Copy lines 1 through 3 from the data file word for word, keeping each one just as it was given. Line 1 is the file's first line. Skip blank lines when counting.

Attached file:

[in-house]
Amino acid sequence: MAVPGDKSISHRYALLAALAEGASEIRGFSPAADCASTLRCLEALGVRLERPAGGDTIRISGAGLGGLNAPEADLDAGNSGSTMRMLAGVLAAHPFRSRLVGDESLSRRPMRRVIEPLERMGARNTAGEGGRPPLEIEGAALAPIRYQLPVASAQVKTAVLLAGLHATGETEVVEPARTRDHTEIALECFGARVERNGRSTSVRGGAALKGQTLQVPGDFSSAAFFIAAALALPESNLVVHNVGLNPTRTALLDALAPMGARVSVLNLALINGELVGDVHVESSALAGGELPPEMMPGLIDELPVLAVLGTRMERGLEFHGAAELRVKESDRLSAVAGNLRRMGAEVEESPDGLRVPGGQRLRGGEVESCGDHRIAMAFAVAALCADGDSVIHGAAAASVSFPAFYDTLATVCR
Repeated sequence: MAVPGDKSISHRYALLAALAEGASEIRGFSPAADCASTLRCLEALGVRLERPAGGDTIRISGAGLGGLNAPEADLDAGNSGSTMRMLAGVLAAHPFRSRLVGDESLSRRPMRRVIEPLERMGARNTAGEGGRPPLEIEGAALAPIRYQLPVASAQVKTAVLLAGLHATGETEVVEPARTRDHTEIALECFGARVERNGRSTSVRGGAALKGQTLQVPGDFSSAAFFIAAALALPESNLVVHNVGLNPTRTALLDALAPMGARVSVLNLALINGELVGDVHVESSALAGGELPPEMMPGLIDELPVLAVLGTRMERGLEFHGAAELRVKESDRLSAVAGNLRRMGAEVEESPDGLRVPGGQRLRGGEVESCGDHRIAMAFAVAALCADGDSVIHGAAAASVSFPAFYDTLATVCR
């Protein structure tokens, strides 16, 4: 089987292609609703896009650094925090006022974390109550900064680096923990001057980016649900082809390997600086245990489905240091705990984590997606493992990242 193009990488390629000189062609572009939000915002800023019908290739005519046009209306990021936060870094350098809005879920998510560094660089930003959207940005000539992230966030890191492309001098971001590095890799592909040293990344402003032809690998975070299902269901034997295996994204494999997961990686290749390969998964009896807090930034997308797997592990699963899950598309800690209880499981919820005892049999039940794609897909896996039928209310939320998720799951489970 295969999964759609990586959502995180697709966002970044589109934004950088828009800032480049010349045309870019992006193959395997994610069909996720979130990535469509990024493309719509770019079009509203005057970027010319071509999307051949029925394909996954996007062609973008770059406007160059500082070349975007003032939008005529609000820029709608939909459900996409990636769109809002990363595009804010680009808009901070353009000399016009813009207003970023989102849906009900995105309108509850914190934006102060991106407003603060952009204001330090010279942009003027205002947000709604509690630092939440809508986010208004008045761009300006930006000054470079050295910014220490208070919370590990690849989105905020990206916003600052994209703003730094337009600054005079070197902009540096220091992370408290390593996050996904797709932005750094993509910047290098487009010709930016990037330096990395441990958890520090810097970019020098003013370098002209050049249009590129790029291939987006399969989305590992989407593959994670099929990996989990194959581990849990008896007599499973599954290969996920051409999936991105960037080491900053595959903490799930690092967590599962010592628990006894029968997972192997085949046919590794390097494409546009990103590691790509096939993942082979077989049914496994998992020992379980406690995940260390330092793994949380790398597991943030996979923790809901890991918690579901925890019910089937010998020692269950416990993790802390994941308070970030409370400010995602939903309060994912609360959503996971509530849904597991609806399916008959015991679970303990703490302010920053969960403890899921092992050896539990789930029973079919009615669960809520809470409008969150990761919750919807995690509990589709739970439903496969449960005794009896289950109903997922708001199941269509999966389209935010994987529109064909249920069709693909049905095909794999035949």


[in-house]
Amino acid sequence: MAVPGDKSISHRYALLAALAEGASEIRGFSPAADCASTLRCLEALGVRLERPAGGDTIRISGAGLGGLNAPEADLDAGNSGSTMRMLAGVLAAHPFRSRLVGDESLSRRPMRRVIEPLERMGARNTAGEGGRPPLEIEGAALAPIRYQLPVASAQVKTAVLLAGLHATGETEVVEPARTRDHTEIALECFGARVERNGRSTSVRGGAALKGQTLQVPGDFSSAAFFIAAALALPESNLVVHNVGLNPTRTALLDALAPMGARVSVLNLALINGELVGDVHVESSALAGGELPPEMMPGLIDELPVLAVLGTRMERGLEFHGAAELRVKESDRLSAVAGNLRRMGAEVEESPDGLRVPGGQRLRGGEVESCGDHRIAMAFAVAALCADGDSVIHGAAAASVSFPAFYDTLATVCR
Repeated sequence: MAVPGDKSISHRYALLAALAEGASEIRGFSPAADCASTLRCLEALGVRLERPAGGDTIRISGAGLGGLNAPEADLDAGNSGSTMRMLAGVLAAHPFRSRLVGDESLSRRPMRRVIEPLERMGARNTAGEGGRPPLEIEGAALAPIRYQLPVASAQVKTAVLLAGLHATGETEVVEPARTRDHTEIALECFGARVERNGRSTSVRGGAALKGQTLQVPGDFSSAAFFIAAALALPESNLVVHNVGLNPTRTALLDALAPMGARVSVLNLALINGELVGDVHVESSALAGGELPPEMMPGLIDELPVLAVLGTRMERGLEFHGAAELRVKESDRLSAVAGNLRRMGAEVEESPDGLRVPGGQRLRGGEVESCGDHRIAMAFAVAALCADGDSVIHGAAAASVSFPAFYDTLATVCR